Wool specimen from a flock ram
The wool collection held by the Powerhouse Museum contains thousands of wool samples collected between 1804 and 2003. These samples provide a record of wool growing in Australia. The different fleeces reflect the breeding programs and environmental conditions under which the fleeces were grown and, as such, they provide a valuable history of the areas of Australia in which sheep were grazed.
Sheep were introduced into Australia in 1788 from Cape Town in South Africa. Since then sheep from other countries, including the Spanish Merino were imported into Australia and selectively crossbred. Careful crossbreeding, paying particular attention to the impact of the environment on both animal and fleece, led to the evolution of the Australian Merino. It is an excellent example of the engineering, through selective breeding, of a domestic animal. Wool went on to become the mainstay of the Australian Economy from 1807 to 1960.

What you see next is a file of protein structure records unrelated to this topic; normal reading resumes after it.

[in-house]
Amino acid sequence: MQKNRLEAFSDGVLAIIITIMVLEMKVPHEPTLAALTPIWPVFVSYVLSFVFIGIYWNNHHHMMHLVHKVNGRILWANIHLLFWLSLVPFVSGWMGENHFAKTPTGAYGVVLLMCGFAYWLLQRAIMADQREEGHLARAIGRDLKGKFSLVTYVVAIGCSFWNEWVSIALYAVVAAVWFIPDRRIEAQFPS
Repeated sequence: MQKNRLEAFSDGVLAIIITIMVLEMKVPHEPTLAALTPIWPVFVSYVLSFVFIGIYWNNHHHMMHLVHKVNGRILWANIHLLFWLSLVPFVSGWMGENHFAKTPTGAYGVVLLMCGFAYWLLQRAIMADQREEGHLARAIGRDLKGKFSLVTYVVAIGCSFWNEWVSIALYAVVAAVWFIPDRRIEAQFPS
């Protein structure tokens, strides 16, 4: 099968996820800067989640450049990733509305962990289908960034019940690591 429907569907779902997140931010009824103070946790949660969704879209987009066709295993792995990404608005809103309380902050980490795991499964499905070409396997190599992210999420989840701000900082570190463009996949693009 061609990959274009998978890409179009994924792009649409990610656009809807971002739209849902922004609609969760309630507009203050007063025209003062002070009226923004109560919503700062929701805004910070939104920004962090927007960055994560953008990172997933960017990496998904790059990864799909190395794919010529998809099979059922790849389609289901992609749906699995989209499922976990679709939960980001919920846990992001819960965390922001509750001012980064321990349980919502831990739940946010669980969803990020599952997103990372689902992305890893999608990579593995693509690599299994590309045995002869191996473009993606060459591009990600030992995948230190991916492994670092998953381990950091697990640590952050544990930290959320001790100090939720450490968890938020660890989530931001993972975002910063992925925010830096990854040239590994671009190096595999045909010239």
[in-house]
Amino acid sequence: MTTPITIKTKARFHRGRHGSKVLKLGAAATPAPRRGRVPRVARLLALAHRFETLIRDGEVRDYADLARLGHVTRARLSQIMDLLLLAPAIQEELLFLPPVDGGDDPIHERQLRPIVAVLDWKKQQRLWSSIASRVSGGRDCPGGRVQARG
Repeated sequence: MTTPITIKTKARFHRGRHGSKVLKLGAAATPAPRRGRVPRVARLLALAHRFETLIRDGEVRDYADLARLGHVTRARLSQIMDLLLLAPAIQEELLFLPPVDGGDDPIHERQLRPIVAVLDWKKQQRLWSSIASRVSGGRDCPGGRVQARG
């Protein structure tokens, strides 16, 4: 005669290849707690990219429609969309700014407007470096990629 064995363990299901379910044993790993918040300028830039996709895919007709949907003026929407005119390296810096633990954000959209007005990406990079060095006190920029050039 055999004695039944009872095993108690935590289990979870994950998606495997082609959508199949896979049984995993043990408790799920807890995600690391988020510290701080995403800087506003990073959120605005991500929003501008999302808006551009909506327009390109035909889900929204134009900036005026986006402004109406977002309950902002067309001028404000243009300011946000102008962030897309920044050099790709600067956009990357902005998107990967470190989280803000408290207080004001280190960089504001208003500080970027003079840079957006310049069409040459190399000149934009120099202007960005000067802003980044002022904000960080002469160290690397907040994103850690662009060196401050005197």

This particular wool specimen comes from a sheep bred at Lue station, near Mudgee, in New South Wales. The station was founded in 1823 using English merino sheep with Saxon sheep being added to the flock in 1828. This initial flock was later consolidated with Steiger and Gadegast blood, a move which proved highly beneficial for the station. VJ Dowling purchased the property in 1879 and introduced several rams from Rawdon station, near Mudgee, and a Tasmanian ram from Bellevue. Lue stock quickly became used all throughout the Riverina, Central Western New South Wales and Queensland in the late nineteenth century.
Charles Massy. 'The Australian Merino', Penguin Books Australia Ltd, Victoria, 1990.